Not sure if Calgary is really that affordable, unless you are talking about the modest home I was raised in – now listed at over $2.4 million!?

#105 Look behind the curtain on 08.26.11 at 2:07 pm

Also from Wiki:

“Fascist economics supports the existence of private property, the existence of a state-directed market economy and the use of the profit motive.[22] Fascists opposed laissez-faire economic policy[23] in favor of economic planning.”

Which is the US in a nutshell. A pseudo capitalist country that has been co-opted by a banking cartel. They plan centrally for their benefit. This should be obvious unless you have your head buried in the sand. Yes the US is indeed a fascist state posing as a democracy. The first poster was correct.

Give it up. You are wrong. — Garth

#106 JohnnyBravo on 08.26.11 at 2:18 pm

#94 squidly77 on 08.26.11 at 11:44 am

A link to your personal home page?

#107 bill on 08.26.11 at 2:21 pm

betamax .

it is feasible for a bridge to vancouver island in at least three spots ….

Dr Pat Mcgeer has long championed such a link.
it would not be the longest such bridge/tunnel or the deepest.

http://en.wikipedia.org/wiki/Seikan_Tunnel

#108 dd on 08.26.11 at 2:27 pm

#99WesternCanadian

…Still going to argue that Calgary is overpriced…

Ya. Calgary is still 25-30% overpriced by all measurements. It is a joke here.

#109 Reasonfirst on 08.26.11 at 2:28 pm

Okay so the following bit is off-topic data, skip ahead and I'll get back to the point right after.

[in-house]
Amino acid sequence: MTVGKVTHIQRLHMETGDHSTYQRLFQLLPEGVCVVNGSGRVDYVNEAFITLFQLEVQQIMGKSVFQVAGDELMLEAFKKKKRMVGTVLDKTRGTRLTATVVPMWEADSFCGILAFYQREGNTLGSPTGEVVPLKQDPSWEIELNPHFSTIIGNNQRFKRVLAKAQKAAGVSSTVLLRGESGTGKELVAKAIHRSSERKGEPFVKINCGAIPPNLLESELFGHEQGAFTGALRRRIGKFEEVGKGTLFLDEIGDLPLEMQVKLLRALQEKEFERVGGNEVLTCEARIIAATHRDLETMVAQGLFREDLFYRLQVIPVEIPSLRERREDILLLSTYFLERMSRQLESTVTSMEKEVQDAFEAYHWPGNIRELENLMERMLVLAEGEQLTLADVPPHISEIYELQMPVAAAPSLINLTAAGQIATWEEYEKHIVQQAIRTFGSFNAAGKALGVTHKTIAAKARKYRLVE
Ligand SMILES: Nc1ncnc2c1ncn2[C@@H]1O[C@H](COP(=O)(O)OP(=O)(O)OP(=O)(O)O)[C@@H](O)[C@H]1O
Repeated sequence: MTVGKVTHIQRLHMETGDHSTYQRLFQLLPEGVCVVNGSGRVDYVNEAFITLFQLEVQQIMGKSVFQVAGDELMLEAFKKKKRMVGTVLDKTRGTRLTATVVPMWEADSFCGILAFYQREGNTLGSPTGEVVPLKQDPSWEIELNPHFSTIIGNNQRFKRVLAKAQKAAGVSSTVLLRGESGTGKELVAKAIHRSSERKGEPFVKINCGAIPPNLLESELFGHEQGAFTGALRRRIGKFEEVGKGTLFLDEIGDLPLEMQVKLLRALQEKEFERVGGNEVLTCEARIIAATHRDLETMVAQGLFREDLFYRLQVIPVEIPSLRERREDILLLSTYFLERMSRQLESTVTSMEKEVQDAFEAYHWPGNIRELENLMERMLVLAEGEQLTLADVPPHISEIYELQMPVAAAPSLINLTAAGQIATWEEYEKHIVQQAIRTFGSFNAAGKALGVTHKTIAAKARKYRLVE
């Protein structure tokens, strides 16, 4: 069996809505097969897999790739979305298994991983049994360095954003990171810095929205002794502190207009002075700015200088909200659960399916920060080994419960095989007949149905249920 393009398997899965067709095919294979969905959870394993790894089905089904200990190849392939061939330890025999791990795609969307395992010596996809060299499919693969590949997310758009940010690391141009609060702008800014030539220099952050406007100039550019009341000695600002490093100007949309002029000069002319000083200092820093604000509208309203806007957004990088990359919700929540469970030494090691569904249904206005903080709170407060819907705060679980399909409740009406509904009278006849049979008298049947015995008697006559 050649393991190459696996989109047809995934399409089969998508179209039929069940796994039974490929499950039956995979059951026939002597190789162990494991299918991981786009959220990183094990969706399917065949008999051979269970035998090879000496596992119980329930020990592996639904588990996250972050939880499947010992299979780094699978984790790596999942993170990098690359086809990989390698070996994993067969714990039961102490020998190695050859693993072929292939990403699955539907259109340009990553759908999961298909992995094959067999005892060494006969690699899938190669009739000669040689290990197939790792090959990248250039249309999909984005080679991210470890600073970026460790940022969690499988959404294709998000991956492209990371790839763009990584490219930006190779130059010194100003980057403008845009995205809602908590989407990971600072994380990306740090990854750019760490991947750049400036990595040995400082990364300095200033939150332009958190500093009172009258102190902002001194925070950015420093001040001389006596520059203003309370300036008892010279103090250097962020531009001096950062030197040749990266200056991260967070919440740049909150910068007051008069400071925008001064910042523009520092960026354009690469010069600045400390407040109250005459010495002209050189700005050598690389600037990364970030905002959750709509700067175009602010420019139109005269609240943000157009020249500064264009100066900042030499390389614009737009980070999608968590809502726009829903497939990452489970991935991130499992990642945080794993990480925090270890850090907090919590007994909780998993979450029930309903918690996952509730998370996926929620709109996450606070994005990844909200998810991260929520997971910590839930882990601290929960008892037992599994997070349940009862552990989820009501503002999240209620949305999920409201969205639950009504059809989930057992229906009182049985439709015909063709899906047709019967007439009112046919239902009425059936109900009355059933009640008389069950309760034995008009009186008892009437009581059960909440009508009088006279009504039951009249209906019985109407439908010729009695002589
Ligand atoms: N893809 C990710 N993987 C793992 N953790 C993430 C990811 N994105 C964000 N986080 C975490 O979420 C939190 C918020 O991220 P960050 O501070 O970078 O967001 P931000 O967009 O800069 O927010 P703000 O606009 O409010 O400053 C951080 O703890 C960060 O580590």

Like it or not – BC’s HST is dead

#110 foolsrushin on 08.26.11 at 2:29 pm

The markets are currently being driven by record corporate profits. Where do you nuts crawl in from? — Garth
Yes and they are not sales are growth driven. They are generated by government handouts to corporations and cost cutting. We’ll see how long it lasts.
Man you have one bad case of small man’s syndrome where you feel you have to slam everyone if they disagree/challenge you. Post this or not, I’ve had enough of your blog. So if you do post it here’s one more chance to make another pathetic last rights comment
By the way, gold has and will continue to move higher regardless. Yes there will be healthy setbacks but this has along way to run yet. The world has had enough of the US and their fiat garbage and pushey ways and together they will take the US to task.

What handouts did Apple receive? And I’m sorry about your gold… — Garth

#111 EdmontonJim on 08.26.11 at 2:36 pm

Simple solution to boost the economy, slash the debt, save the environment, and commit political suicide in 1 fell swoop.

1. – Eliminate all income tax on incomes less than 5x the median. Tax all incomes above that at 95%
2. – Impose a pigovian ‘Damage Tax’ on all products (except basic food items) proportional to their total carbon footprint to replace income tax.
3. – Give a set ‘prebate’ to all individuals equal to the amount of Damage Tax that would be paid by someone at the poverty line.
4. – Redefine Social Insurace to mean ‘Society Insurance’, and apply premiums to companies based on the risk that their activities pose to society or common property. Risky activities could be measured by everything from unsafe working practices, unhealthy products, environmental impact, disgruntled employees or even just angry neighbours.

Item 1 would make it popular
Item 2 would fund research and development
Item 3 would make it progressive
Item 4 would pay for pretty much all government spending, would punish companies that hurt people, and reward companies that help people. The insurance fund would be backed by the treasury, which would never run a surplus or deficit. It simply creates or destroys enough money to balance out every year. Inflation would be controlled by raising or lowering premiums.

There, problem fixed. Where’s my Order of Canada medal?